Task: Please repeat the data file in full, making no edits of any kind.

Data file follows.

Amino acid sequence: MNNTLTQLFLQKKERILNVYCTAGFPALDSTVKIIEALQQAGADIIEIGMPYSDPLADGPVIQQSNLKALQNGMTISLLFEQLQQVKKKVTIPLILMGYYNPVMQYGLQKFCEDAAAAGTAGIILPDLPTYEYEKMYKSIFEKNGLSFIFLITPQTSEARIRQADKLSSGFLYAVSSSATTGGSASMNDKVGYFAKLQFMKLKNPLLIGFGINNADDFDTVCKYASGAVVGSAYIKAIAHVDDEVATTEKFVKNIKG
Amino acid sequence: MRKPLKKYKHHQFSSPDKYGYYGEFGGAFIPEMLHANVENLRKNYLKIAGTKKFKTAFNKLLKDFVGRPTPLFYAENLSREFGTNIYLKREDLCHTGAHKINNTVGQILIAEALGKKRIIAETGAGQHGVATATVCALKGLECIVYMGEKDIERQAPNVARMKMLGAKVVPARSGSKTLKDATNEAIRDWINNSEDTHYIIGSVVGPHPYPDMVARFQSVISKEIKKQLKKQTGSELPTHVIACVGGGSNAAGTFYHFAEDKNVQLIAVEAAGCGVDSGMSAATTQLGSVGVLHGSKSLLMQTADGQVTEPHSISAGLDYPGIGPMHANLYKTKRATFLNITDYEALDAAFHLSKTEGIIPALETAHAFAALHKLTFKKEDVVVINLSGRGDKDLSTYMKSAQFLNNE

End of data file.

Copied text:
Amino acid sequence: MNNTLTQLFLQKKERILNVYCTAGFPALDSTVKIIEALQQAGADIIEIGMPYSDPLADGPVIQQSNLKALQNGMTISLLFEQLQQVKKKVTIPLILMGYYNPVMQYGLQKFCEDAAAAGTAGIILPDLPTYEYEKMYKSIFEKNGLSFIFLITPQTSEARIRQADKLSSGFLYAVSSSATTGGSASMNDKVGYFAKLQFMKLKNPLLIGFGINNADDFDTVCKYASGAVVGSAYIKAIAHVDDEVATTEKFVKNIKG
Amino acid sequence: MRKPLKKYKHHQFSSPDKYGYYGEFGGAFIPEMLHANVENLRKNYLKIAGTKKFKTAFNKLLKDFVGRPTPLFYAENLSREFGTNIYLKREDLCHTGAHKINNTVGQILIAEALGKKRIIAETGAGQHGVATATVCALKGLECIVYMGEKDIERQAPNVARMKMLGAKVVPARSGSKTLKDATNEAIRDWINNSEDTHYIIGSVVGPHPYPDMVARFQSVISKEIKKQLKKQTGSELPTHVIACVGGGSNAAGTFYHFAEDKNVQLIAVEAAGCGVDSGMSAATTQLGSVGVLHGSKSLLMQTADGQVTEPHSISAGLDYPGIGPMHANLYKTKRATFLNITDYEALDAAFHLSKTEGIIPALETAHAFAALHKLTFKKEDVVVINLSGRGDKDLSTYMKSAQFLNNE